With a fresh $225 million in its pocket, Pinterest is gearing up to spend a little of it to build out its platform and the data that powers it — and close up a copyright hole in the process. Pinterest today announced a deal with Getty Images — the image agency that holds digital rights to some 80 million still images and illustrations and over 50,000 hours of stock film footage. Getty will provide Pinterest with metadata, and in exchange, Pinterest will pay Getty a fee.
Metadata will start to get added in the coming months, the companies say.
Financial terms of the deal are not being disclosed, but offering a fee for image metadata is a first for Pinterest. Up to now, Pinterest has offered traffic to partners for more data — such as in the case of the recent article pins it introduced, or the Flickr deal from last year that added a Pin-it button to Flickr.com and Flickr backlinks for images posted on Pinterest.
“As part of our agreement, we’ll pay Getty Images a fee for the data they share and will help make sure that their images get proper attribution,” Pinterest notes today. “We’re just getting started with Getty Images but we’re excited about the possibilities of what their data can help us deliver.”
Shareaholic recently noted that Pinterest is the second-biggest referrer of traffic on the Internet after Facebook, so for consumer sites based around advertising and (hence) traffic, this makes sense.
But in the case of Getty, traffic is less important than the data it is able to provide about the images that it holds.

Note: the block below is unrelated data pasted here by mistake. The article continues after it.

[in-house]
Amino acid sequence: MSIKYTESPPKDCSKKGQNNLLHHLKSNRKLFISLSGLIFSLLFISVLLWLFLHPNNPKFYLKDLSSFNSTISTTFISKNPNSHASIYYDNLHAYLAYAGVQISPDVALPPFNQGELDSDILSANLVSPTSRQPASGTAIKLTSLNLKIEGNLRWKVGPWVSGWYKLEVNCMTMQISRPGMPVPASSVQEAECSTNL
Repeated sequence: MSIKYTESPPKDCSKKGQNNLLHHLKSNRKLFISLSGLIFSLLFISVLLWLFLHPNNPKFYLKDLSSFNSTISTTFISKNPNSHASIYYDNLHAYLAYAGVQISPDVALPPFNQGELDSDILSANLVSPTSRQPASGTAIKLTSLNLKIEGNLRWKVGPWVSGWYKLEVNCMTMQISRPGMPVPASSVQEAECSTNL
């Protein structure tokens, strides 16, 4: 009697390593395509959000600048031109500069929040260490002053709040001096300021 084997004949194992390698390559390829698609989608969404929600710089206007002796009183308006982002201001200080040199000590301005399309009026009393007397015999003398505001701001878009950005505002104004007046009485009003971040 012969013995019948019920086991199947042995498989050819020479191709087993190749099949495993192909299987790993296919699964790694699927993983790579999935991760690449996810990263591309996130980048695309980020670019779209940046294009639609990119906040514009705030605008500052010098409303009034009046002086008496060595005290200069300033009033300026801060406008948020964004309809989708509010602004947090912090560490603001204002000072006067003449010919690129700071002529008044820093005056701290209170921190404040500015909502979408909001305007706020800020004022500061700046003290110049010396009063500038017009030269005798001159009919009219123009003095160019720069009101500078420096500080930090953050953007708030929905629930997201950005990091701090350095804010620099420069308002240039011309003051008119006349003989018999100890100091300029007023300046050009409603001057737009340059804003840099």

And of course it has photographers and illustrators that want to be compensated for their images getting used. Getty says that it will be sharing the fee with its contributors (that is, those photographers and illustrators) — which means that this deal closes up another awkward copyright hole for Pinterest.
As Getty Images co-founder and CEO Jonathan Klein laid out for us last year, this was something that the company was gearing up to address.
“We’re comfortable with people using our images to build traffic,” he said. “The point in time when they have a business model, they have to have some sort of license.” Pinterest, which is now starting to court more advertising and really focus on monetization, definitely fits into that category of now having a business model.
For Pinterest, it will be able to use this data to provide more detail to its users about what they’re looking at, including photographers’ names and what’s in the picture.
But it sounds like Pinterest will also go much deeper with that data. For example, in the example of the picture of scallops with brussels sprouts above, Pinterest will be able to use the metadata to suggest more pins for recipes using those ingredients, or maybe more images from Thomas Barwick (the photographer). That will make it more likely that a user will spend more time on Pinterest looking at more content. And creating a stronger web of linked pins will also help Pinterest then monetize against that content better — more tags to match against relevant ads, and more of the all-important “engagement” that has become such an important metric for social media sites.
While Pinterest these days sometimes leads people to “dead ends” when there is not enough information about a picture that has been shared — a fetching handbag, yes, but who is the designer? — this potentially will open up more avenues for users to travel further, so to speak (at least where Getty pictures are concerned).
Getty says that it will be providing two pieces of technology for this service. The first is its PicScout image-recognition technology — which will crawl Pinterest to identify Getty Images. It will then link those images with Getty’s metadata using its Connect API. “We’ll get a photo credit for our images on Pinterest’s site and a link back. Pinterest users get more context and have more fun,” Getty noted today.
The service will go live first with Getty Images house content and will later expand to iStock content and other Getty collections.